• Galileo, Callisto 9 Encounter - . Nation: USA. Spacecraft: Galileo.

1998 February 10 - .
  • Galileo, Europa 13 Flyby - . Nation: USA. Spacecraft: Galileo.

1998 March 29 - .
  • Galileo, Europa 14 Flyby - . Nation: USA. Spacecraft: Galileo.

1998 May 31 - .
  • Galileo, Europa 15 Flyby - . Nation: USA. Spacecraft: Galileo.

1998 July 21 - .
  • Galileo, Europa 16 Flyby - . Nation: USA. Spacecraft: Galileo.

1998 September 26 - .
  • Galileo, Europa 17 Flyby - . Nation: USA. Spacecraft: Galileo.

1998 November 22 - .
  • Galileo, Europa 18 Flyby - . Nation: USA. Spacecraft: Galileo.

1999 February 1 - .
  • Galileo, Europa 19 Flyby - . Nation: USA. Spacecraft: Galileo.

1999 May 5 - .
  • Galileo, Callisto 20 Flyby - . Nation: USA. Spacecraft: Galileo.

1999 June 30 - .
  • Galileo, Callisto 21 Encounter - . Nation: USA. Spacecraft: Galileo.

1999 August 14 - .
  • Galileo, Callisto 22 Flyby - . Nation: USA. Spacecraft: Galileo.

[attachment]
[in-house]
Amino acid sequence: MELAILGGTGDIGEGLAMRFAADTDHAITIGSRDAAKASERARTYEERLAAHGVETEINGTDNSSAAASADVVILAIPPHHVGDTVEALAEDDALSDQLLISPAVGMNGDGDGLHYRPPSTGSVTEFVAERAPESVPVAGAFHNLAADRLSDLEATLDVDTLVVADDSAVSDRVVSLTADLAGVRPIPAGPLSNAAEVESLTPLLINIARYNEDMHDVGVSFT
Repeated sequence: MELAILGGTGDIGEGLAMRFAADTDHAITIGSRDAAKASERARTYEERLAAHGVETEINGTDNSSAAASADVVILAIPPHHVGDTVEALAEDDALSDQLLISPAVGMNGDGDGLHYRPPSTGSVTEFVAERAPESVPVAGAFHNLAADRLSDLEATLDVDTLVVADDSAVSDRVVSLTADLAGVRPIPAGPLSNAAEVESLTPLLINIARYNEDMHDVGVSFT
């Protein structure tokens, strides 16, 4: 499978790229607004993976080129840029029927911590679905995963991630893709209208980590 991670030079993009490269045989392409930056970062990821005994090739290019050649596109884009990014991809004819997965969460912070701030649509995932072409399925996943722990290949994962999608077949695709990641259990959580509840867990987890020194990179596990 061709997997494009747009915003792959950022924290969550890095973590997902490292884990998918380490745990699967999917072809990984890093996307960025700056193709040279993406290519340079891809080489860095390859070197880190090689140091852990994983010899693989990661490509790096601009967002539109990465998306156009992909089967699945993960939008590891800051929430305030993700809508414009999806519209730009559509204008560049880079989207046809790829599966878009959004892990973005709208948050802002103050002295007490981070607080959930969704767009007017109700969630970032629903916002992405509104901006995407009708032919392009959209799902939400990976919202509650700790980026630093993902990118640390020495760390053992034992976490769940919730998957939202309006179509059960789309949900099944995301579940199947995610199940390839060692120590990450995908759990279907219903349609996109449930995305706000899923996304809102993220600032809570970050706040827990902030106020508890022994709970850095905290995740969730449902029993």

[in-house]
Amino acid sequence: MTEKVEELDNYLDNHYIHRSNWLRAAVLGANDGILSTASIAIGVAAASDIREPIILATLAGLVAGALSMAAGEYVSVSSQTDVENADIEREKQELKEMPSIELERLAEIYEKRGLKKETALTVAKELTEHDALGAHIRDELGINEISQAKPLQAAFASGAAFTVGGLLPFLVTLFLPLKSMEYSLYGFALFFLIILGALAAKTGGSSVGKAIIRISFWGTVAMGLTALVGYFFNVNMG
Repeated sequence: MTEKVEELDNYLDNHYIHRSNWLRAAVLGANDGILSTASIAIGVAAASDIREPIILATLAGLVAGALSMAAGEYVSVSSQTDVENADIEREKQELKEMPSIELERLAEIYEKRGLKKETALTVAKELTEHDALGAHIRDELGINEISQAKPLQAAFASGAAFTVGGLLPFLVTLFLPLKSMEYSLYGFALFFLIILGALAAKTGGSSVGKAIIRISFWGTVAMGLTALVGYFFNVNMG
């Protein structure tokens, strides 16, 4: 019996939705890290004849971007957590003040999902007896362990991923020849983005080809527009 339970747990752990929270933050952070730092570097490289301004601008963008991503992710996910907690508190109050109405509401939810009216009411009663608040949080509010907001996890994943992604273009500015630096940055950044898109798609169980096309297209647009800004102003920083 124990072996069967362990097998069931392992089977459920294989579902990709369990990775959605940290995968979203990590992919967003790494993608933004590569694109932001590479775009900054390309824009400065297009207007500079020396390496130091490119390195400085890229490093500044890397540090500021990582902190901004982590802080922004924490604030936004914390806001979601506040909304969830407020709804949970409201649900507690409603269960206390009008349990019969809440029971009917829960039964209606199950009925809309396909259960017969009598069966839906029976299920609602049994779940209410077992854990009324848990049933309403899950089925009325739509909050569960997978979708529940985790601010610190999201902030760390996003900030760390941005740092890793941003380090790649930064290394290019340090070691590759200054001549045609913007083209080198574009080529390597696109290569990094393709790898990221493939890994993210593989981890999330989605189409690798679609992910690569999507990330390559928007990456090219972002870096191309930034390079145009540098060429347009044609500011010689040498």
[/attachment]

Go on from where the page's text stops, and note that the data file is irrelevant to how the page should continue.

1999 November 26 - .
  • Galileo Io 25 Flyby - . Nation: USA. Spacecraft: Galileo.

2000 January 3 - .
  • Galileo, Europa 26 Flyby - . Nation: USA. Spacecraft: Galileo.

2000 February 22 - .
  • Galileo, Io 27 Flyby - . Nation: USA. Spacecraft: Galileo.

2000 May 20 - .
  • Galileo, Ganymede 28 Flyby - . Nation: USA. Spacecraft: Galileo.

2000 December 28 - .
  • Galileo, Ganymede 29 Flyby - . Nation: USA. Spacecraft: Galileo.

2001 May 25 - .
  • Galileo, Callisto 30 Flyby - . Nation: USA. Spacecraft: Galileo.

2001 August 6 - .
  • Galileo, Io 31 Flyby - . Nation: USA. Spacecraft: Galileo.

2002 January 17 - .
  • Galileo, Io 33 Flyby - . Nation: USA. Spacecraft: Galileo.

2002 July 9 - .
  • Galileo, Enters Solar Conjunction - . Nation: USA. Spacecraft: Galileo.

2002 July 28 - .
  • Galileo, Exits Solar Conjunction - . Nation: USA. Spacecraft: Galileo.

2002 November 5 - .
  • Galileo, Amalthea 34 Flyby - . Nation: USA. Spacecraft: Galileo.

2003 August 11 - .
  • Galileo Enters Solar Conjunction - . Nation: USA. Spacecraft: Galileo.

2003 September 1 - .
  • Galileo Exits Solar Conjunction - . Nation: USA. Spacecraft: Galileo.

2003 September 21 - .